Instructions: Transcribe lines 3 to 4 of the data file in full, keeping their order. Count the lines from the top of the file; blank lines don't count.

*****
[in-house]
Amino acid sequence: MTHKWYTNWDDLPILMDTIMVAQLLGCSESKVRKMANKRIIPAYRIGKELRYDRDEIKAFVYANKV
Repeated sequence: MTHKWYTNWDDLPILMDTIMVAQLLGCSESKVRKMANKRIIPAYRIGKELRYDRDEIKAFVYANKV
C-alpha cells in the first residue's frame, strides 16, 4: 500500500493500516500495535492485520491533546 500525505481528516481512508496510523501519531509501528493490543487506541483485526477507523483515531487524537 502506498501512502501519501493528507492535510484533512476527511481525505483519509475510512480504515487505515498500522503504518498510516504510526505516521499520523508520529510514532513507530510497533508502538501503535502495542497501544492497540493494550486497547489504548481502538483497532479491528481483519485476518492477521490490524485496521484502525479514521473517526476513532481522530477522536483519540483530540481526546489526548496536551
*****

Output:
Repeated sequence: MTHKWYTNWDDLPILMDTIMVAQLLGCSESKVRKMANKRIIPAYRIGKELRYDRDEIKAFVYANKV
C-alpha cells in the first residue's frame, strides 16, 4: 500500500493500516500495535492485520491533546 500525505481528516481512508496510523501519531509501528493490543487506541483485526477507523483515531487524537 502506498501512502501519501493528507492535510484533512476527511481525505483519509475510512480504515487505515498500522503504518498510516504510526505516521499520523508520529510514532513507530510497533508502538501503535502495542497501544492497540493494550486497547489504548481502538483497532479491528481483519485476518492477521490490524485496521484502525479514521473517526476513532481522530477522536483519540483530540481526546489526548496536551